Yes, the featured image is a coffeemaker in the trash can.
It all started this summer with a garage sale. Going through possessions we no longer want or need left me confused. Why did we get these things in the first place? Why don’t I want them anymore? Would someone else find value in my old driver that hits the golf ball about twenty yards less than my newer one? Why would anyone want the stuff that we don’t want?
A pile of goods remained after the sale that we couldn’t even sell for 1/20 of their original cost; many we couldn’t even give away. Clothing, books, housewares, toys, etc. So I piled it all into the car and made it someone else’s problem (or opportunity). The items went to a local thrift store, and when leaving I thought, “suckers!”… and I’m sure they thought the same of me. I looked at the back of the car and it was empty. No boxes, no vases piled up, just empty space with no passengers. The load was lightened. Hey that actually felt pretty good!
Arriving home, it was refreshing to see the front yard as it had been the day prior. It looked like a yard again, not a marketplace. Same with the garage and basement; no junk piled up. My closet was less cluttered, in fact all of our closets were less cluttered. I instantly felt lighter, as if a heavy burden had been removed and it was a very good feeling.
In the months since the garage sale, quite a few more items have made their way out of this house. More clothes, and even as I type I’m recalling a broken coffeemaker in the basement next to some sushi plates and some old games that we no longer use. The coffeemaker was broken but I thought someday I might fix it. Nope, I will never fix this thing so it is going into the trash right now. As a result, there’s an empty space. The sushi plates on the left were a wedding gift, and we HAD to have them. We dreamed of making sushi all the time, being fancy and hip with our outrageously cool plates. They were expensive, and they are beautiful, but we don’t use them anymore; they just sit in the basement waiting for their next move. There’s more stuff piled up to the left of the plates, I don’t even know what that stuff is, how we got it, or if we ever used it. Looking at it stresses me out. It is baggage; symbolic of waste in my life.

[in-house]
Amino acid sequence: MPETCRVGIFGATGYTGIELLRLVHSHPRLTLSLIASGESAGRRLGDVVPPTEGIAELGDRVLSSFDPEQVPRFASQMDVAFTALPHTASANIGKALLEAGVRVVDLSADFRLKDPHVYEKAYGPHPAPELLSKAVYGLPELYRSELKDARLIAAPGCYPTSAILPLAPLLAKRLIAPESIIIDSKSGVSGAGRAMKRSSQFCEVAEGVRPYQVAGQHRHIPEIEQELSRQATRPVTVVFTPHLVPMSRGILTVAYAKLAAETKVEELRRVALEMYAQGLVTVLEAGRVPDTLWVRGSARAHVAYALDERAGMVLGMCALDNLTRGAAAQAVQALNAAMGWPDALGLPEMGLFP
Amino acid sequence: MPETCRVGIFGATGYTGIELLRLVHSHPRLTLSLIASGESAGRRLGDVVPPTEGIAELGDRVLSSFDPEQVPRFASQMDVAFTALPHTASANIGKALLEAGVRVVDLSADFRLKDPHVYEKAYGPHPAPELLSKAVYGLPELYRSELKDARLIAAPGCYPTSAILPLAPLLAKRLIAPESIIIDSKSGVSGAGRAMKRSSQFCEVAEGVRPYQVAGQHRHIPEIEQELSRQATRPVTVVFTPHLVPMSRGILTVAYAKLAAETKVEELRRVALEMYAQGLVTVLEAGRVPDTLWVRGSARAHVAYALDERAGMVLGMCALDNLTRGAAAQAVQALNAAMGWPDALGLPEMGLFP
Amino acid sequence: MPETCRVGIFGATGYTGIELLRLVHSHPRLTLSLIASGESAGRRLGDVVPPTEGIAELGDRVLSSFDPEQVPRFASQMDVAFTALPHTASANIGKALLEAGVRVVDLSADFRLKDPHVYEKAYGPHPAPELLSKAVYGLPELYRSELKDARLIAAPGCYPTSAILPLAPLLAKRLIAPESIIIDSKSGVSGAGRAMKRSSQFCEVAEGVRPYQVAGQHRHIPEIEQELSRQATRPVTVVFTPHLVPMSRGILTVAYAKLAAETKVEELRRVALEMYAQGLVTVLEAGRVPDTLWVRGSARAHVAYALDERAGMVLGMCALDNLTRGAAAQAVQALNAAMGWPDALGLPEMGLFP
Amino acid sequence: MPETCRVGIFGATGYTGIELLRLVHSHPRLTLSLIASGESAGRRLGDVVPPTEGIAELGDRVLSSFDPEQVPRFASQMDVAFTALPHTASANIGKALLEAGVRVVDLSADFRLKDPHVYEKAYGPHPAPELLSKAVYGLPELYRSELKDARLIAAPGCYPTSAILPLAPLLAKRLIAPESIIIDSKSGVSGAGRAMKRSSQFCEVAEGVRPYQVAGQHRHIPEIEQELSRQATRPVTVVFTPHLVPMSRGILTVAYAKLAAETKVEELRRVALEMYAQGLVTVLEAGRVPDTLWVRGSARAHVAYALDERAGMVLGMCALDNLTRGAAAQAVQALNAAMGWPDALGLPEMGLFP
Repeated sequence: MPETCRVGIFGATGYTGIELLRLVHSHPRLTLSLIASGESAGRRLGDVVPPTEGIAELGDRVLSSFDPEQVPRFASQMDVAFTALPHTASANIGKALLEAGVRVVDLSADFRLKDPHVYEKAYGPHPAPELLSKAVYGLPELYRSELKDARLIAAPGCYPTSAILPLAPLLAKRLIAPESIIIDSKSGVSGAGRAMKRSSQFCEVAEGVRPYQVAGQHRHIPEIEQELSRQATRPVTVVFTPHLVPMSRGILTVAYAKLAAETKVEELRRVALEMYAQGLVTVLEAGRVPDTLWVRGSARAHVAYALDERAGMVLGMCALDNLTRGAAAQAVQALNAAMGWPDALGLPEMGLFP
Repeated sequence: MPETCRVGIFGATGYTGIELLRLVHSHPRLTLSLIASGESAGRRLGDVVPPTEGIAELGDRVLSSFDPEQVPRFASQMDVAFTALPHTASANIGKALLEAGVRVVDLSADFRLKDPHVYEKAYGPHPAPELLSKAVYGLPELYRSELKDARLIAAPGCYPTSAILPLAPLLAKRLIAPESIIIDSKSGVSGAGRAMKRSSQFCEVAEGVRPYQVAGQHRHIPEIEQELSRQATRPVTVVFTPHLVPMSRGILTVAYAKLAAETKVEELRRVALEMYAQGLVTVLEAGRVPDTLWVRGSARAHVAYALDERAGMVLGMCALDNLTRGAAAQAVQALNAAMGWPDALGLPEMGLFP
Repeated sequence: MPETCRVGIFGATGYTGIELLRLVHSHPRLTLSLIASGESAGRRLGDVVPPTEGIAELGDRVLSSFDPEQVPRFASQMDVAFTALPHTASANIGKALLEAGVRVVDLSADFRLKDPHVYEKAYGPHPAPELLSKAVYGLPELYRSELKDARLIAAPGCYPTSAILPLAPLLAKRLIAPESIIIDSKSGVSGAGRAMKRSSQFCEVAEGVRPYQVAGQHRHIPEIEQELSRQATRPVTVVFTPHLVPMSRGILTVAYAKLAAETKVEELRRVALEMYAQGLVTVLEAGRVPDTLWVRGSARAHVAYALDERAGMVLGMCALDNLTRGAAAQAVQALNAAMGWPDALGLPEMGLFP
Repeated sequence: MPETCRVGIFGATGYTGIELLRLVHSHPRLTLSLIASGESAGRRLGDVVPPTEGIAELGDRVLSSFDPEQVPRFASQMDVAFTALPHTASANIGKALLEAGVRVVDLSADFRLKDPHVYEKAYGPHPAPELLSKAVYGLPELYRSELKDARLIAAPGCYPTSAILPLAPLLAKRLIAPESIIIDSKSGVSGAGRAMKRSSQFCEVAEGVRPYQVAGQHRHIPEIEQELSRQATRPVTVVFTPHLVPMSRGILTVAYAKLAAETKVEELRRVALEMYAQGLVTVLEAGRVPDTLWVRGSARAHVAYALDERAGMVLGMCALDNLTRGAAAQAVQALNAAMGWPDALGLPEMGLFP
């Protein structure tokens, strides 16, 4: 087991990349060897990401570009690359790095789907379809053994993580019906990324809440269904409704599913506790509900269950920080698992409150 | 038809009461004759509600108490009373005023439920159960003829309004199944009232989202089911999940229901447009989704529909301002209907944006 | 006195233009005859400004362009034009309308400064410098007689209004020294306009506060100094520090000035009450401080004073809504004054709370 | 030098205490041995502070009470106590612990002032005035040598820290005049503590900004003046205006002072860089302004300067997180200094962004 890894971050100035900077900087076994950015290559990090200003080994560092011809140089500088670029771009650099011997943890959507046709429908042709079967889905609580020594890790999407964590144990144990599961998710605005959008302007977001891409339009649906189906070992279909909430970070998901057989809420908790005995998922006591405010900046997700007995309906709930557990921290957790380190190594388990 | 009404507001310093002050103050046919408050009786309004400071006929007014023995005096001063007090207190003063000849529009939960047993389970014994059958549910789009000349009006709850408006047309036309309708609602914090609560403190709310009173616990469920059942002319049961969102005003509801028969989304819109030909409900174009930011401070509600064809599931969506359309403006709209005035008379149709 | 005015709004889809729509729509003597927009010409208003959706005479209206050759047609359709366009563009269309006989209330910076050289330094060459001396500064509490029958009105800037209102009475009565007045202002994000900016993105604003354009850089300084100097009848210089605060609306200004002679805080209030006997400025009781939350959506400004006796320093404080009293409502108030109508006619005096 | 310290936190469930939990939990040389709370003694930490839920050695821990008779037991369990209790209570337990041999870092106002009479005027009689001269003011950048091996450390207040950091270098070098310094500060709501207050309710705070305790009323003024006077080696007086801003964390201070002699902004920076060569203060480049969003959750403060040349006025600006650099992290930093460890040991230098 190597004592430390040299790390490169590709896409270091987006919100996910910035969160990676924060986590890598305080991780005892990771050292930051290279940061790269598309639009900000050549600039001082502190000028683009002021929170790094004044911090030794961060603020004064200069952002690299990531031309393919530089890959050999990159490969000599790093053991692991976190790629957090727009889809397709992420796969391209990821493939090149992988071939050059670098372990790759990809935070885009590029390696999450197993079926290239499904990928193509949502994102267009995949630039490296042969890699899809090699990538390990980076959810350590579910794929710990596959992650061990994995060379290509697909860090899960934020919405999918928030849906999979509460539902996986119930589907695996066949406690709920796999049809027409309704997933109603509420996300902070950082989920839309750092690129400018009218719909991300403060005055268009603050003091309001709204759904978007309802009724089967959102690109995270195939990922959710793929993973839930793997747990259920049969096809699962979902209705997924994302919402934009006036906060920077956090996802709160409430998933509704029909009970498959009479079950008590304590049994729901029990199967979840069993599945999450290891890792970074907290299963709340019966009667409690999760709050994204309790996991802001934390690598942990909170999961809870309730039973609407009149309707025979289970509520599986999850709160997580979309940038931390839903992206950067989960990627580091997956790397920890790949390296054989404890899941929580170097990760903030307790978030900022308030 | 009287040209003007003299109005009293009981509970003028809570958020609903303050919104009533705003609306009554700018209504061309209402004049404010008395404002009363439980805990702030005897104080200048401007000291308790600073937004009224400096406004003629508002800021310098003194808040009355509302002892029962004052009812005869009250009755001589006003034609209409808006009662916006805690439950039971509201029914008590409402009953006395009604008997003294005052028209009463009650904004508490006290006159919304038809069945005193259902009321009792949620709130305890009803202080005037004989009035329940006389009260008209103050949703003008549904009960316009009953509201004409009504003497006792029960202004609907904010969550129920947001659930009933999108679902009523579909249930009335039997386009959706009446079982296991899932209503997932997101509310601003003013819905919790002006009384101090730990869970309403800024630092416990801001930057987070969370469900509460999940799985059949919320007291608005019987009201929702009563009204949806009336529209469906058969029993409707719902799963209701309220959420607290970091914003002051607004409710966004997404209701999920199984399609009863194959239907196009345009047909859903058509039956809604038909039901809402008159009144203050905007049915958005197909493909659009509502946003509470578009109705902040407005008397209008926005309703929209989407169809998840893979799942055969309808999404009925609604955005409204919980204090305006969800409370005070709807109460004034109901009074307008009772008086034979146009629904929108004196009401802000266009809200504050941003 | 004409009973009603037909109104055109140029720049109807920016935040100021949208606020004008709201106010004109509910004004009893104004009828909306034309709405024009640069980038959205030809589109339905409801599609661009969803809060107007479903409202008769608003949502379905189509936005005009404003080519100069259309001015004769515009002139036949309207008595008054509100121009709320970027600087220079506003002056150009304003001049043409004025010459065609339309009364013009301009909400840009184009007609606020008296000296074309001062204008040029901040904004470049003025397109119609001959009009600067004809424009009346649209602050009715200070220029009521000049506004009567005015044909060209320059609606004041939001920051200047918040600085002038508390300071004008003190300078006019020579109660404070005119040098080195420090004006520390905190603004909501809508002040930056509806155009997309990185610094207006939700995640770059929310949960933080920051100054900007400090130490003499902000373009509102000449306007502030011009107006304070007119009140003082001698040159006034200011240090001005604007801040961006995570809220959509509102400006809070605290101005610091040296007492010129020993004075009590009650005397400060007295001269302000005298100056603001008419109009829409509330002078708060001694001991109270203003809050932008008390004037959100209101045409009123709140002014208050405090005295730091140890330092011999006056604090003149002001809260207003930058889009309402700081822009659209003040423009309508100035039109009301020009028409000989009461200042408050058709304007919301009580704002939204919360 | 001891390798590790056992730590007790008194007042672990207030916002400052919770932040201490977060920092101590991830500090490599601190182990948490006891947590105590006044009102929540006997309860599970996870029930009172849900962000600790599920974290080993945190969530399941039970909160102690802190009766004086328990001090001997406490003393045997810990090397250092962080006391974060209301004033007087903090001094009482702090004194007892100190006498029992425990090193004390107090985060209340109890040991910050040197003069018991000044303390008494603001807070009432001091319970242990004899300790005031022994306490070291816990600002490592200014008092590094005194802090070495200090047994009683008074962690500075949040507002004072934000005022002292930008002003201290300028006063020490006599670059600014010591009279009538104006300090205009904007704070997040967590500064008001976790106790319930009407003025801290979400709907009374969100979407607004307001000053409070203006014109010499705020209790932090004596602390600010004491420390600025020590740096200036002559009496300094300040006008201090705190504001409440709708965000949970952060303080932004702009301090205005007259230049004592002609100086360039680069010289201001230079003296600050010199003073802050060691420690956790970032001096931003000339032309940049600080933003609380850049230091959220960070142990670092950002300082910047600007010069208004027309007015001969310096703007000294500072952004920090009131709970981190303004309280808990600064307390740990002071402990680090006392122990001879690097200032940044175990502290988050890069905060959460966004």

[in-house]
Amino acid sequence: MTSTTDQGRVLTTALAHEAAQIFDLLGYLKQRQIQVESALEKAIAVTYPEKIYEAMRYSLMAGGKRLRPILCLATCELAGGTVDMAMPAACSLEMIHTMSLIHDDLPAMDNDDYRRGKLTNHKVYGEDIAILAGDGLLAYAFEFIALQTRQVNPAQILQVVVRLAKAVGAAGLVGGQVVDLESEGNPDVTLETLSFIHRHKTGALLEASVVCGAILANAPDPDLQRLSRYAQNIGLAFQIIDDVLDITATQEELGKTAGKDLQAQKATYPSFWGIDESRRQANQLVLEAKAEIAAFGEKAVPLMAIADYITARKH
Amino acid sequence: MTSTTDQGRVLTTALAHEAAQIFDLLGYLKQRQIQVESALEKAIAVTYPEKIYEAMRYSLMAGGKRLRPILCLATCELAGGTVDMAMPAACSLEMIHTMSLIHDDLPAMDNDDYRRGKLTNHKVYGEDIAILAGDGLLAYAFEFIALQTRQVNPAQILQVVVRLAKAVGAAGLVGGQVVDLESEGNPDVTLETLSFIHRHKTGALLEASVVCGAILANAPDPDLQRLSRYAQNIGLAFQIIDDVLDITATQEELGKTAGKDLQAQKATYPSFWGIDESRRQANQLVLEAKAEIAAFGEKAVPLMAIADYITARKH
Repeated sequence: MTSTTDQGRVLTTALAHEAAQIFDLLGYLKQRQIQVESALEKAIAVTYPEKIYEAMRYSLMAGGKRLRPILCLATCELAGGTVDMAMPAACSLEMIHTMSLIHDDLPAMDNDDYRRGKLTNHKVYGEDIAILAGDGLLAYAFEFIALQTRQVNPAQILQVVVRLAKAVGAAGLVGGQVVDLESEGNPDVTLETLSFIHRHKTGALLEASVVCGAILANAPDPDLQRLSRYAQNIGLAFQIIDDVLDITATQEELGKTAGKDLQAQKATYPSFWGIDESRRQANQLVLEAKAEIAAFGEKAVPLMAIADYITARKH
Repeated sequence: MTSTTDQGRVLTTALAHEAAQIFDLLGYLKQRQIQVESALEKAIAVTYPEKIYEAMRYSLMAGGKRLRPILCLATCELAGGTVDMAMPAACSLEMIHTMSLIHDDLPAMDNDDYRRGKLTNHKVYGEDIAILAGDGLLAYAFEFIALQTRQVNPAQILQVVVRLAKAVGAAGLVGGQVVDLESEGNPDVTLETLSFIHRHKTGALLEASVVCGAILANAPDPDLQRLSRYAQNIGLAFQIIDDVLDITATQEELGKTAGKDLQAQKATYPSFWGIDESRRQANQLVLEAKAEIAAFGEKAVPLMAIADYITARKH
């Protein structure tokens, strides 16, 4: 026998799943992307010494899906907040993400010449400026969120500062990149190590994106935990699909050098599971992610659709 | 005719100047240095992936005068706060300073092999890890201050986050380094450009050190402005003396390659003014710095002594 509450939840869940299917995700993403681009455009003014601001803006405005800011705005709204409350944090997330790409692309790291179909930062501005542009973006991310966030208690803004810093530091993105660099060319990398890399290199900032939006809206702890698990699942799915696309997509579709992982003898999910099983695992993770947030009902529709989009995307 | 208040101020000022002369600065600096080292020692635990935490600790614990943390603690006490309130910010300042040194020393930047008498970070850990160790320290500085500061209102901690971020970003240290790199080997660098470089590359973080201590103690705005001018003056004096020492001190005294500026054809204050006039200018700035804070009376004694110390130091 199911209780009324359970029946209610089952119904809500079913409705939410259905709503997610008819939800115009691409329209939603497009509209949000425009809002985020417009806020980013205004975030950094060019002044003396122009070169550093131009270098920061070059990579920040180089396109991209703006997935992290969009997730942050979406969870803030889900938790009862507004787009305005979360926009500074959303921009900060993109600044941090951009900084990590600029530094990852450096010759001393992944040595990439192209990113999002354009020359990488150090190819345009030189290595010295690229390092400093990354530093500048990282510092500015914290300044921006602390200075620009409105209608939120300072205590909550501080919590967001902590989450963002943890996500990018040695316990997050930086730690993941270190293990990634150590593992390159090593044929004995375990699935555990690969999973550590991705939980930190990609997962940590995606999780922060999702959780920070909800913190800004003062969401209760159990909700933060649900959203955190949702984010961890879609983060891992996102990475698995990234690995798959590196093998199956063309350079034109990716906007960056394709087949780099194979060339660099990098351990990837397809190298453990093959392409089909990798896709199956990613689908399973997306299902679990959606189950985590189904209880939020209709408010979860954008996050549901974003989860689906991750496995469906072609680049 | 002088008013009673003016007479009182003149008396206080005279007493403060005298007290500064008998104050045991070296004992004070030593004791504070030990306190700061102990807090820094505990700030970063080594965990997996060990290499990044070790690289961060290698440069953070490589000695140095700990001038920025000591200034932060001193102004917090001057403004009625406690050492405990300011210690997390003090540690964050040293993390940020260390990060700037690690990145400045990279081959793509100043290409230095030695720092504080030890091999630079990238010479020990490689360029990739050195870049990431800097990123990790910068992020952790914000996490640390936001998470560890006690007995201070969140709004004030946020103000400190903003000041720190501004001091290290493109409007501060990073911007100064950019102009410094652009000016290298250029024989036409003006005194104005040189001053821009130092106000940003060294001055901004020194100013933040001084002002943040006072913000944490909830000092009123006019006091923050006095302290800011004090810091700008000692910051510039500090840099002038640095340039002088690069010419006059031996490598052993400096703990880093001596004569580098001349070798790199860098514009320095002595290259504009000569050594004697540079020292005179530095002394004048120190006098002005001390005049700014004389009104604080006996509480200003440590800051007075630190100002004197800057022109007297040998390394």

The yard sale theme came to me today as I as reading 1 Timothy 6 and thinking about the term “content”. I think sometimes I’ve shunned this term with the thought that it is better to get more, to do more, to never be satisfied. While sometimes we should strive for more, there are other times when we should just be content. Content (adjective): pleased and satisfied : not needing more (Merriam-Webster)
But godliness with contentment is great gain, (1 Timothy 6:6)
But if we have food and clothing, with these we will be content. (1 Timothy 6:8)
For the love of money is a root of all kinds of evils. It is through this craving that some have wandered away from the faith and pierced themselves with many pangs. (1 Timothy 6:10)
We live these lives desiring more, sometimes thinking that contentment is for the weak, but then we’re usually left with a pile of unused stuff in the basement, garage, and closets. Each day presents a new opportunity to say goodbye to something, to say no to selfish needs and to God’s will. The yard sale relates to physical items but over the last few months my heart and soul have longed to rid some of the other waste in my life that leave me empty inside.
- What “future yard sale” items do you have in your life? Asking this metaphorically of course, but it never hurts to get rid of things you don’t need.
- What good things can and should we start saying no to so we can start saying YES to great things and leave room for us to see the many miracles God has given us? #eccmiracles
- From our first morning thought, what is our heart’s desire? Doesn’t that symbolize where we are in our daily walk? Let your first waking thought tomorrow and every day you are blessed with from here on be, “thank you God for another day to serve you, to know you better, and to be loved by you”.